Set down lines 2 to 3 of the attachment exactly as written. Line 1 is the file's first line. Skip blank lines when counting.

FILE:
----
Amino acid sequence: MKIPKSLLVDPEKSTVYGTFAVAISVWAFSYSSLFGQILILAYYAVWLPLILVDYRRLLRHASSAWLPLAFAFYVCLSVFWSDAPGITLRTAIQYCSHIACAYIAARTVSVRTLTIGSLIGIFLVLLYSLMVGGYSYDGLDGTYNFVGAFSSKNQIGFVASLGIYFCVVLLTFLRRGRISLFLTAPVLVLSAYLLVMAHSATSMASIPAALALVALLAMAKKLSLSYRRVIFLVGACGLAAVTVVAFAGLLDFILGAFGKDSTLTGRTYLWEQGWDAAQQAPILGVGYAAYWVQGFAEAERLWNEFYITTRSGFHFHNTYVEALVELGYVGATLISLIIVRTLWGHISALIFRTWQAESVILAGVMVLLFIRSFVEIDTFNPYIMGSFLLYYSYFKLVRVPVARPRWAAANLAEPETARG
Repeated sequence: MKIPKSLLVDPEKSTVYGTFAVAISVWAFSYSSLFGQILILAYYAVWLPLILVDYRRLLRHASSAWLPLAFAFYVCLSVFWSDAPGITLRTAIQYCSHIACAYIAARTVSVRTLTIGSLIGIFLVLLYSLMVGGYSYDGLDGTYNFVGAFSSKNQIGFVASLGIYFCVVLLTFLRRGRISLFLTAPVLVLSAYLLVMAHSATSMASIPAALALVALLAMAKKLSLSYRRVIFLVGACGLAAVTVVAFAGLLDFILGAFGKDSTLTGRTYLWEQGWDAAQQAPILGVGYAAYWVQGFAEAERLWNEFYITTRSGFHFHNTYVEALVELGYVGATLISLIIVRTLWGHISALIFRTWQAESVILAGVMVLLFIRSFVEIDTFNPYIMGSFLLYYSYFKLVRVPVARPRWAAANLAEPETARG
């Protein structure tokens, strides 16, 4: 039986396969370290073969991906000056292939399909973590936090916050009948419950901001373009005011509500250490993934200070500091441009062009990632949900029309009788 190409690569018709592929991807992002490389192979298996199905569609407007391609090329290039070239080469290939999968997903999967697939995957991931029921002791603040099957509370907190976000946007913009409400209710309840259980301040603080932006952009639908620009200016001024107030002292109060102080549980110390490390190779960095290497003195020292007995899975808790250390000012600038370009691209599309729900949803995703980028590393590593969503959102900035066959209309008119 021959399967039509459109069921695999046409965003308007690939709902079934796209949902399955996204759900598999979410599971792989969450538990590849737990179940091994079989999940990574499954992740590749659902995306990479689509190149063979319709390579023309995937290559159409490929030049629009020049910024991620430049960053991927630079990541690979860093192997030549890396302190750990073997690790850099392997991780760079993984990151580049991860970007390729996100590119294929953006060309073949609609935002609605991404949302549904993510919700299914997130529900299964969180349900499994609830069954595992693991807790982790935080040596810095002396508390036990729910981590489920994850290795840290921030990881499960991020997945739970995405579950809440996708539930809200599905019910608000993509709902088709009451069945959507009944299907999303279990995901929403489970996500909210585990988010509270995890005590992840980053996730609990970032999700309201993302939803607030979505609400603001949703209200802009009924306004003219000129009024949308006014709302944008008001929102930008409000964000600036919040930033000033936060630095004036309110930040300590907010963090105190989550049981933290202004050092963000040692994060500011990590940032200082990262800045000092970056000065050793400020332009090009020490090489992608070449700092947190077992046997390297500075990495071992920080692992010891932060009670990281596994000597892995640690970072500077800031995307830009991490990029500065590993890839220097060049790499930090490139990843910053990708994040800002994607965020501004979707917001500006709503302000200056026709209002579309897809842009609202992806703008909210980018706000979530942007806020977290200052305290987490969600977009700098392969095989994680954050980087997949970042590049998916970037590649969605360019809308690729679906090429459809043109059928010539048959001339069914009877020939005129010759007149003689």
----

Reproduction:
Repeated sequence: MKIPKSLLVDPEKSTVYGTFAVAISVWAFSYSSLFGQILILAYYAVWLPLILVDYRRLLRHASSAWLPLAFAFYVCLSVFWSDAPGITLRTAIQYCSHIACAYIAARTVSVRTLTIGSLIGIFLVLLYSLMVGGYSYDGLDGTYNFVGAFSSKNQIGFVASLGIYFCVVLLTFLRRGRISLFLTAPVLVLSAYLLVMAHSATSMASIPAALALVALLAMAKKLSLSYRRVIFLVGACGLAAVTVVAFAGLLDFILGAFGKDSTLTGRTYLWEQGWDAAQQAPILGVGYAAYWVQGFAEAERLWNEFYITTRSGFHFHNTYVEALVELGYVGATLISLIIVRTLWGHISALIFRTWQAESVILAGVMVLLFIRSFVEIDTFNPYIMGSFLLYYSYFKLVRVPVARPRWAAANLAEPETARG
């Protein structure tokens, strides 16, 4: 039986396969370290073969991906000056292939399909973590936090916050009948419950901001373009005011509500250490993934200070500091441009062009990632949900029309009788 190409690569018709592929991807992002490389192979298996199905569609407007391609090329290039070239080469290939999968997903999967697939995957991931029921002791603040099957509370907190976000946007913009409400209710309840259980301040603080932006952009639908620009200016001024107030002292109060102080549980110390490390190779960095290497003195020292007995899975808790250390000012600038370009691209599309729900949803995703980028590393590593969503959102900035066959209309008119 021959399967039509459109069921695999046409965003308007690939709902079934796209949902399955996204759900598999979410599971792989969450538990590849737990179940091994079989999940990574499954992740590749659902995306990479689509190149063979319709390579023309995937290559159409490929030049629009020049910024991620430049960053991927630079990541690979860093192997030549890396302190750990073997690790850099392997991780760079993984990151580049991860970007390729996100590119294929953006060309073949609609935002609605991404949302549904993510919700299914997130529900299964969180349900499994609830069954595992693991807790982790935080040596810095002396508390036990729910981590489920994850290795840290921030990881499960991020997945739970995405579950809440996708539930809200599905019910608000993509709902088709009451069945959507009944299907999303279990995901929403489970996500909210585990988010509270995890005590992840980053996730609990970032999700309201993302939803607030979505609400603001949703209200802009009924306004003219000129009024949308006014709302944008008001929102930008409000964000600036919040930033000033936060630095004036309110930040300590907010963090105190989550049981933290202004050092963000040692994060500011990590940032200082990262800045000092970056000065050793400020332009090009020490090489992608070449700092947190077992046997390297500075990495071992920080692992010891932060009670990281596994000597892995640690970072500077800031995307830009991490990029500065590993890839220097060049790499930090490139990843910053990708994040800002994607965020501004979707917001500006709503302000200056026709209002579309897809842009609202992806703008909210980018706000979530942007806020977290200052305290987490969600977009700098392969095989994680954050980087997949970042590049998916970037590649969605360019809308690729679906090429459809043109059928010539048959001339069914009877020939005129010759007149003689």